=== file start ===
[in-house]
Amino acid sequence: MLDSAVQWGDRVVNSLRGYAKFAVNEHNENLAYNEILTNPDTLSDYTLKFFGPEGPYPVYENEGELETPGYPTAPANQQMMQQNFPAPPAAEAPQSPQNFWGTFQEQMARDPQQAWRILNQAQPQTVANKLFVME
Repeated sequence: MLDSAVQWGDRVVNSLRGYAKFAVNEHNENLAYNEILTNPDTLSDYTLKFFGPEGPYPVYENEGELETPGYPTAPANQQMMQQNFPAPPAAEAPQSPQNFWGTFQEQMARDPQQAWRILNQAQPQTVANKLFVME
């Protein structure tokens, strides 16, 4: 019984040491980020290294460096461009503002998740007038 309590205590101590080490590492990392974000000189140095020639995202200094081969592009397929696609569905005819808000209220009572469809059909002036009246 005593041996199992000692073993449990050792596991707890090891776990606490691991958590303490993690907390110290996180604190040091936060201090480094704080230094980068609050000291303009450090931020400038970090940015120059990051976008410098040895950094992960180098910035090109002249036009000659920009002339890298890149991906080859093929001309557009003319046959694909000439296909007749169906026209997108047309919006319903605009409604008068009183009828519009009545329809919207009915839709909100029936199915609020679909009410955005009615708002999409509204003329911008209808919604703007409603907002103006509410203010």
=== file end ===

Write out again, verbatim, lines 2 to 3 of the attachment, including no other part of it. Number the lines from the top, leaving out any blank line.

Amino acid sequence: MLDSAVQWGDRVVNSLRGYAKFAVNEHNENLAYNEILTNPDTLSDYTLKFFGPEGPYPVYENEGELETPGYPTAPANQQMMQQNFPAPPAAEAPQSPQNFWGTFQEQMARDPQQAWRILNQAQPQTVANKLFVME
Repeated sequence: MLDSAVQWGDRVVNSLRGYAKFAVNEHNENLAYNEILTNPDTLSDYTLKFFGPEGPYPVYENEGELETPGYPTAPANQQMMQQNFPAPPAAEAPQSPQNFWGTFQEQMARDPQQAWRILNQAQPQTVANKLFVME